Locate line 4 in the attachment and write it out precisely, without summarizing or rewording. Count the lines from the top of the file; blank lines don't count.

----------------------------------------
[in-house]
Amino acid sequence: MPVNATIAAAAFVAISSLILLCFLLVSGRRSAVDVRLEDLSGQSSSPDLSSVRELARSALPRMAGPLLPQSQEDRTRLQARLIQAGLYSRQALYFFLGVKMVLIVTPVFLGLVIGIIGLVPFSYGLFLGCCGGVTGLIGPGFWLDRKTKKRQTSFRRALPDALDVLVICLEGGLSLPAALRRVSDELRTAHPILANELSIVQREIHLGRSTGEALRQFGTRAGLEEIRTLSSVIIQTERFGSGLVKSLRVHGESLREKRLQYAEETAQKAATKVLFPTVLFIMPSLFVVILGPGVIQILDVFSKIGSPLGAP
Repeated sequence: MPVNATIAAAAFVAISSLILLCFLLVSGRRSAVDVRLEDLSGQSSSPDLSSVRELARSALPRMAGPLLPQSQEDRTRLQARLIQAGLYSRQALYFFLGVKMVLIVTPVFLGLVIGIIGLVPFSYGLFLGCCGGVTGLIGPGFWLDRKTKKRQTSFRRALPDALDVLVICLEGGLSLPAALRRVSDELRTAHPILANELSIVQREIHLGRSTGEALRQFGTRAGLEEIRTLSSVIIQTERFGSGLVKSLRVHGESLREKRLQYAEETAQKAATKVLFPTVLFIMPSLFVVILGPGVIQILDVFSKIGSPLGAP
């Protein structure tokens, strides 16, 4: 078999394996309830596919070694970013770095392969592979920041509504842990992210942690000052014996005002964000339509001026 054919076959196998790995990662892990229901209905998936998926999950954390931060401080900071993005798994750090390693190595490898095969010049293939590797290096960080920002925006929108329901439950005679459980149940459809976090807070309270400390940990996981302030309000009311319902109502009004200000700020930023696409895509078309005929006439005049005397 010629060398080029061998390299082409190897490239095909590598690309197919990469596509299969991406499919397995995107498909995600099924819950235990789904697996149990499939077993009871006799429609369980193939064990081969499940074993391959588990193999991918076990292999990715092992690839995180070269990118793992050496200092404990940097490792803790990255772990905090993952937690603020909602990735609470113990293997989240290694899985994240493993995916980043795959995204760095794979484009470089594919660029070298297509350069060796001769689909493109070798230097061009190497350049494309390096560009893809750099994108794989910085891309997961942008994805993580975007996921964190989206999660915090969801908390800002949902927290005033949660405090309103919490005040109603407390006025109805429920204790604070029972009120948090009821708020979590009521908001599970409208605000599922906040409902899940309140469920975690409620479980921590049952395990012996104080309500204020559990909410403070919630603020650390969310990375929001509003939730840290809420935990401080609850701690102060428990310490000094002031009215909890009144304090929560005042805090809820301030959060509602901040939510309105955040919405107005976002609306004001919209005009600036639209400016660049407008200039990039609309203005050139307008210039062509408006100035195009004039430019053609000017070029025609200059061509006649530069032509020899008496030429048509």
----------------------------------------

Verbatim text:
């Protein structure tokens, strides 16, 4: 078999394996309830596919070694970013770095392969592979920041509504842990992210942690000052014996005002964000339509001026 054919076959196998790995990662892990229901209905998936998926999950954390931060401080900071993005798994750090390693190595490898095969010049293939590797290096960080920002925006929108329901439950005679459980149940459809976090807070309270400390940990996981302030309000009311319902109502009004200000700020930023696409895509078309005929006439005049005397 010629060398080029061998390299082409190897490239095909590598690309197919990469596509299969991406499919397995995107498909995600099924819950235990789904697996149990499939077993009871006799429609369980193939064990081969499940074993391959588990193999991918076990292999990715092992690839995180070269990118793992050496200092404990940097490792803790990255772990905090993952937690603020909602990735609470113990293997989240290694899985994240493993995916980043795959995204760095794979484009470089594919660029070298297509350069060796001769689909493109070798230097061009190497350049494309390096560009893809750099994108794989910085891309997961942008994805993580975007996921964190989206999660915090969801908390800002949902927290005033949660405090309103919490005040109603407390006025109805429920204790604070029972009120948090009821708020979590009521908001599970409208605000599922906040409902899940309140469920975690409620479980921590049952395990012996104080309500204020559990909410403070919630603020650390969310990375929001509003939730840290809420935990401080609850701690102060428990310490000094002031009215909890009144304090929560005042805090809820301030959060509602901040939510309105955040919405107005976002609306004001919209005009600036639209400016660049407008200039990039609309203005050139307008210039062509408006100035195009004039430019053609000017070029025609200059061509006649530069032509020899008496030429048509």